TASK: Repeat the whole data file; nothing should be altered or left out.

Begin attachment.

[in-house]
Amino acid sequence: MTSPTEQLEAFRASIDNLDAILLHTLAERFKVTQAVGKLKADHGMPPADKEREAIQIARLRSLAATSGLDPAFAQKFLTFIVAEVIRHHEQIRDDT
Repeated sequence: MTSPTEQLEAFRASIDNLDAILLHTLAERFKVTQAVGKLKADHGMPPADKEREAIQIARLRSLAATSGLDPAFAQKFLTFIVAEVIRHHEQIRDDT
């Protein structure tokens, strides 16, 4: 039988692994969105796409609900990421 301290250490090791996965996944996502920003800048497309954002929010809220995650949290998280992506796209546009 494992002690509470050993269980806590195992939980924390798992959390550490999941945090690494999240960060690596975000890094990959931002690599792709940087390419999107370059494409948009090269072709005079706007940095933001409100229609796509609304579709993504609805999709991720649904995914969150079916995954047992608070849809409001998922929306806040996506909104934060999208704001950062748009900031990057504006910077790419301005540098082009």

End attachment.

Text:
[in-house]
Amino acid sequence: MTSPTEQLEAFRASIDNLDAILLHTLAERFKVTQAVGKLKADHGMPPADKEREAIQIARLRSLAATSGLDPAFAQKFLTFIVAEVIRHHEQIRDDT
Repeated sequence: MTSPTEQLEAFRASIDNLDAILLHTLAERFKVTQAVGKLKADHGMPPADKEREAIQIARLRSLAATSGLDPAFAQKFLTFIVAEVIRHHEQIRDDT
């Protein structure tokens, strides 16, 4: 039988692994969105796409609900990421 301290250490090791996965996944996502920003800048497309954002929010809220995650949290998280992506796209546009 494992002690509470050993269980806590195992939980924390798992959390550490999941945090690494999240960060690596975000890094990959931002690599792709940087390419999107370059494409948009090269072709005079706007940095933001409100229609796509609304579709993504609805999709991720649904995914969150079916995954047992608070849809409001998922929306806040996506909104934060999208704001950062748009900031990057504006910077790419301005540098082009």